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I am 11 years post-kidney transplant. I have been on the same drug regime for the last 11 years as well, 5mg predisone, 360mg of Myfortic, and 2mg tacrolimus in the morning, 1mg at night. About a year ago I switched to a different transplant hospital from the one I was transplanted in due to moving cities. This new transplant clinic has a great reputation and does many transplants as well. I had my second clinic appointment with the new clinic yesterday and say the transplant program medical director. She told me about some new drugs that have come out on the market since my transplant 11 years ago and wants me to switch, although she left it open for me to research and decide. Obviously, I am pretty nervous since I've been on the same medications for 11 years without any rejection episodes.

The first drug is the Envarsus/Astagraf, which is basically an extended release tacrolimus that you take once a day instead of twice a day. Supposedly you have a more consistent tacrolimus level and it is less toxic long-term on the transplanted kidney. That all sounds pretty great to me. Has anyone made the switch from regular tacolimus to the extended release and did everything go okay?

The second drug we discussed is Everolimus/Zortress, which I had never ever heard of before. It would take the place of the Myfortic and her exact words were "if I was a transplant patient, that's what I'd want to be on". Basically, the Myfortic is tearing up and damaging my digestive track. I've been dealing with chronic diarrhea from the Myfortic for many years. Supposedly, this medication does not have that side effect. Does anyone have any experience with this medication?

It seems like there are so many more drugs for transplant patients on the market now that when I was first transplanted. I'm sure that progress and improvements in anti-rejection medications are a good thing, but it is a bit overwhelming and scary to change. Any experience anyone has had is appreciated.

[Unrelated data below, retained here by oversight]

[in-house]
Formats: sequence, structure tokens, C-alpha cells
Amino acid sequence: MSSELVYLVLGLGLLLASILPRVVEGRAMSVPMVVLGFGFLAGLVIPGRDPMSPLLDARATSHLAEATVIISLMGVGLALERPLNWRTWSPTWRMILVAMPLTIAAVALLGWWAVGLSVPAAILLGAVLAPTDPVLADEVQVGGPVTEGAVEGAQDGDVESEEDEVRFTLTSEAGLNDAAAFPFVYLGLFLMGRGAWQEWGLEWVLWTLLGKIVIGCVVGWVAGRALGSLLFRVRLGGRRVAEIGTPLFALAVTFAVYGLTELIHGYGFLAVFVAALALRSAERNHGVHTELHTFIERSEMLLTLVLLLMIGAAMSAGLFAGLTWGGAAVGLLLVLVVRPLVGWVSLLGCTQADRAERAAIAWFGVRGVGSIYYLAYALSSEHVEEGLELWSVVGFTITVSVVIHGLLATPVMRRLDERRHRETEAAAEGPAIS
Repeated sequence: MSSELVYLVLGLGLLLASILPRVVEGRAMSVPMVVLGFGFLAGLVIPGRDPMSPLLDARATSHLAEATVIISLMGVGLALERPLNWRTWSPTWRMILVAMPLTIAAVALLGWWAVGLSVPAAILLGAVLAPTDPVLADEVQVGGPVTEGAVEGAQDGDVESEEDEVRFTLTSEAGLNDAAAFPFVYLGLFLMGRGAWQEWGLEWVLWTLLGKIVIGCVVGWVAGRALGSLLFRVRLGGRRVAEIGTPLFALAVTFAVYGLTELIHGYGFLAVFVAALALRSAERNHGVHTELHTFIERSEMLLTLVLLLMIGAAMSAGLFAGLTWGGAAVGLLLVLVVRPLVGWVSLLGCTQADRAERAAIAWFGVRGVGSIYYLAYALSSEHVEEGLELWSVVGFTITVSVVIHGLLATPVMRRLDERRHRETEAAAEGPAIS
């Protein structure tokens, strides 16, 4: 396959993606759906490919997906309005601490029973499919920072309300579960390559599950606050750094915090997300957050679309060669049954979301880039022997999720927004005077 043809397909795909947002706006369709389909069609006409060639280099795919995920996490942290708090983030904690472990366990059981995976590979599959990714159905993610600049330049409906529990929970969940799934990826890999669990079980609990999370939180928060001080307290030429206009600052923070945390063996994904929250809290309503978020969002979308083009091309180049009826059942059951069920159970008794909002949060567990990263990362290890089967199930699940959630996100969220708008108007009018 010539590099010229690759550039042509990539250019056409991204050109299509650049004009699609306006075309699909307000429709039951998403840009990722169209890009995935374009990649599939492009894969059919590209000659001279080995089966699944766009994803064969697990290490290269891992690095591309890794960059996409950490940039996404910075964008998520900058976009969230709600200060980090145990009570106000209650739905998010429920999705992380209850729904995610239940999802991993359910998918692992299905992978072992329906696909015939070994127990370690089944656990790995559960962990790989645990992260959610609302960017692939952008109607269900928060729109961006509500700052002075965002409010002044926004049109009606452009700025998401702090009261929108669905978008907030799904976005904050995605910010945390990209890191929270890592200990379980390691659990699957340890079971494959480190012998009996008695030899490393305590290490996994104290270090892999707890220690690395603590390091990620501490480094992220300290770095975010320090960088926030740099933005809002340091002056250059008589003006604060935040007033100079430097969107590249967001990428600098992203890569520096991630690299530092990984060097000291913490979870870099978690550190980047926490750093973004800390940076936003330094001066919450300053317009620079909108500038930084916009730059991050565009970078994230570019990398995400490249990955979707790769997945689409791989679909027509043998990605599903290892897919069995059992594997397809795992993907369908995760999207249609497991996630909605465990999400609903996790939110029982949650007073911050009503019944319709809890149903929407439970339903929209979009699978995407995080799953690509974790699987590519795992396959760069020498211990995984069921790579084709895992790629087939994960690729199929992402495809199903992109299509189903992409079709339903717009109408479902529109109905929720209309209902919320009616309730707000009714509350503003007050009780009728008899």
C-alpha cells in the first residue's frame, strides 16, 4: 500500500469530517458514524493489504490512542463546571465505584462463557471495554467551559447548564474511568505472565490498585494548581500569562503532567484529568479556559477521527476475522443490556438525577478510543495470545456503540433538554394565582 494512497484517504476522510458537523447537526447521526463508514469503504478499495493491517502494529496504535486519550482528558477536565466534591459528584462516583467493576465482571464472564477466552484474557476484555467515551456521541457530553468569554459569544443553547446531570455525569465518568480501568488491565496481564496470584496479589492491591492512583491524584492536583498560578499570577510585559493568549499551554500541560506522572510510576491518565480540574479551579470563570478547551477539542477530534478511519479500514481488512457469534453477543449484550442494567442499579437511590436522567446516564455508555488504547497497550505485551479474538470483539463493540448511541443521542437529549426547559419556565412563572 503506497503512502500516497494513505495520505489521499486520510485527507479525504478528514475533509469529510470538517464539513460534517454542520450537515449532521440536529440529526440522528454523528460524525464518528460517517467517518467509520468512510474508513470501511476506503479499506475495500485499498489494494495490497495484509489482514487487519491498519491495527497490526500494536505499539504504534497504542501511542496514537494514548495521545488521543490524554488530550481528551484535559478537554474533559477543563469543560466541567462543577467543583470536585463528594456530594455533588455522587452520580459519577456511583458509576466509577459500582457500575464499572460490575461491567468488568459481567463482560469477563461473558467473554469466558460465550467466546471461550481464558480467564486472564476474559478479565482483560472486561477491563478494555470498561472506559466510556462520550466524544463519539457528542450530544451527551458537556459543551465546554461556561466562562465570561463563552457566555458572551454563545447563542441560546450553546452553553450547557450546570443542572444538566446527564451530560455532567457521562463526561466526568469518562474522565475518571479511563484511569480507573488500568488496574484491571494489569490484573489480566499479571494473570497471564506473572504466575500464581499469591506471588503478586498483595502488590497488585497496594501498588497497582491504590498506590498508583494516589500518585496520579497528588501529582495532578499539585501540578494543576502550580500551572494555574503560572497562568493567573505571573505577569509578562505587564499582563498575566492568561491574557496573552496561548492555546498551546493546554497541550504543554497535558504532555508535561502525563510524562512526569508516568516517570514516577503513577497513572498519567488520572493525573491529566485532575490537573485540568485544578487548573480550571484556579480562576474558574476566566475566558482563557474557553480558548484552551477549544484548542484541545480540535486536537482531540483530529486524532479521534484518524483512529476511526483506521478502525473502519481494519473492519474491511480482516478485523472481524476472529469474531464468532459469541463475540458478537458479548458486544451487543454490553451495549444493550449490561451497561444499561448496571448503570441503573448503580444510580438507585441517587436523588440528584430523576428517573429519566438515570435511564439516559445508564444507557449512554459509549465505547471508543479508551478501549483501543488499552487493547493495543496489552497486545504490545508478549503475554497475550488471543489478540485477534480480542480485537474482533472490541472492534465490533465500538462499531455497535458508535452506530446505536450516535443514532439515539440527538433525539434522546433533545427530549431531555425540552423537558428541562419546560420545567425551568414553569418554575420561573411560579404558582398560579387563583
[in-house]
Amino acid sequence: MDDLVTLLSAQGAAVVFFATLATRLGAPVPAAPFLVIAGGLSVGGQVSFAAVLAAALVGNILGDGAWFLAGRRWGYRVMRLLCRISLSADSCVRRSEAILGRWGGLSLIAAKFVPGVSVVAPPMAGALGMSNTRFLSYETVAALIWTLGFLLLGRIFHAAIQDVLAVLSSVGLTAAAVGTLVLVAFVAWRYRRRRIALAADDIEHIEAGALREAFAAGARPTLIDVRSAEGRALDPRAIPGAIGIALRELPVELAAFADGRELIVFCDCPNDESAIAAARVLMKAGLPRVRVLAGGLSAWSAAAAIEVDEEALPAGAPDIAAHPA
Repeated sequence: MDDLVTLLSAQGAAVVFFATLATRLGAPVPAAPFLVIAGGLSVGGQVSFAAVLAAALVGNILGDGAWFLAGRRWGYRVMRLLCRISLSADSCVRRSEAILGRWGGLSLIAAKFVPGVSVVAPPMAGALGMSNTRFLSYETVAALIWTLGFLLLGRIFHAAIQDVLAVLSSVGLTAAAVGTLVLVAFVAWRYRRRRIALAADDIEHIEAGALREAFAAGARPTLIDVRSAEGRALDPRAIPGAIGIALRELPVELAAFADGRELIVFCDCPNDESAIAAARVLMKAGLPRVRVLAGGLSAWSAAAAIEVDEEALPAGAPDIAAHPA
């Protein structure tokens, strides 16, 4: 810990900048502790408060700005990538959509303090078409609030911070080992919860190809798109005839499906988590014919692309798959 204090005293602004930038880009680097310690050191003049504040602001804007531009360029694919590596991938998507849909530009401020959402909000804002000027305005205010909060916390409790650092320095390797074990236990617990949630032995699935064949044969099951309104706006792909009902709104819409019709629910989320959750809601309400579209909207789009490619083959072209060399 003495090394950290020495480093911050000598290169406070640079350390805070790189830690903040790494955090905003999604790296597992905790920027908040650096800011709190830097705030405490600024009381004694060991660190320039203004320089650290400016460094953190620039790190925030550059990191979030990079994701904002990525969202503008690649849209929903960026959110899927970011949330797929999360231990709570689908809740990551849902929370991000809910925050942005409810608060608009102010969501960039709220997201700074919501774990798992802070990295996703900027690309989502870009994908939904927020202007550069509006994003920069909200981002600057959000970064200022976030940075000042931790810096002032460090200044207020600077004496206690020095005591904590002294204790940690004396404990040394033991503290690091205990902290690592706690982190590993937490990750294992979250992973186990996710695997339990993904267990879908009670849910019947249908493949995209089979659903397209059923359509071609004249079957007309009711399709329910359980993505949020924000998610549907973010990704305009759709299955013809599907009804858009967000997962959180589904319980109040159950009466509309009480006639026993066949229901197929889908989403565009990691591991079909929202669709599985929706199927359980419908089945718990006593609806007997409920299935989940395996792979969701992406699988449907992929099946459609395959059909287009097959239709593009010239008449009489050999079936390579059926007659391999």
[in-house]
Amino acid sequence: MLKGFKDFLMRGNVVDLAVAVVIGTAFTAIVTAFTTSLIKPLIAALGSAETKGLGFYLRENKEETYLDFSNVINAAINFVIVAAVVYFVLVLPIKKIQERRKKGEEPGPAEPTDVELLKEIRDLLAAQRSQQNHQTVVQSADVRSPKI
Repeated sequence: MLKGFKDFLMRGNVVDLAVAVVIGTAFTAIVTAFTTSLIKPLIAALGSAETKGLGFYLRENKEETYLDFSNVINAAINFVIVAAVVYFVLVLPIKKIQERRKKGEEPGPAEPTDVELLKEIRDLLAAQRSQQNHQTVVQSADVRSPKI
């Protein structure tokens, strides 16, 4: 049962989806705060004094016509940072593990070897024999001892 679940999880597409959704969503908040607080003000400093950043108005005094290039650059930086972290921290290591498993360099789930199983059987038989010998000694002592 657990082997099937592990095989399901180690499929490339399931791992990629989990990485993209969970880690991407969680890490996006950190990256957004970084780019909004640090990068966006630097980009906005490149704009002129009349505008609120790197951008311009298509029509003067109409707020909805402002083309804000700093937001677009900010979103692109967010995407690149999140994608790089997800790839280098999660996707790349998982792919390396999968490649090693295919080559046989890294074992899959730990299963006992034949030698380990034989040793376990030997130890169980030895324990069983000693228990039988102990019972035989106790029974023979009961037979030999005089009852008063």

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  • This drug has gained use in the last decade, owing to the effort to reduce drug levels of Tacrolimus and it's long-term effects. There is an extensive list of side effects, however,  it is best to judge it on your own or be advised by those who are on it, for what to look for.


    Zortress (Everolimus): Side Effects, Interactions, Warning, Dosage & Uses
    Learn about Zortress (Everolimus) may treat, uses, dosage, side effects, drug interactions, warnings, patient labeling, reviews, and related medicati…
  • Hi thete! I have been on Zortress for a while now. I'm a double lung transplant and have and continue to be, on many meds. Zortress has caused kidney issues in the past, but with attention to hydration, that problem has lessened. I take it and Tacrolimus for rejection

  • Change has always been my friend.

  • Hi Lizze

    i have been on everolimus and reduced dose of tacrolimus for over 3 years. Like all transplant meds the side effects come and go.i first tried rapamune which wasn’t tolerated, then everolimus which is a cousin to rapamune There was no reason to switch to Astagraf  since the tacrolimus and zortress are taken together every 12 hours. The everolimus will reduce issues with skin.People without good insurance are reluctant to switch due to high cost of medication.


    • im in evorilimus too, certican 0.5mg 2x a day with 2mg prograf twice a day also. it replaced myfortic. but my concern is its price. it's very expensive here in the Philippines. but i feel better with certican (evorilimus) now than with myfortic, my crea level decreased. 

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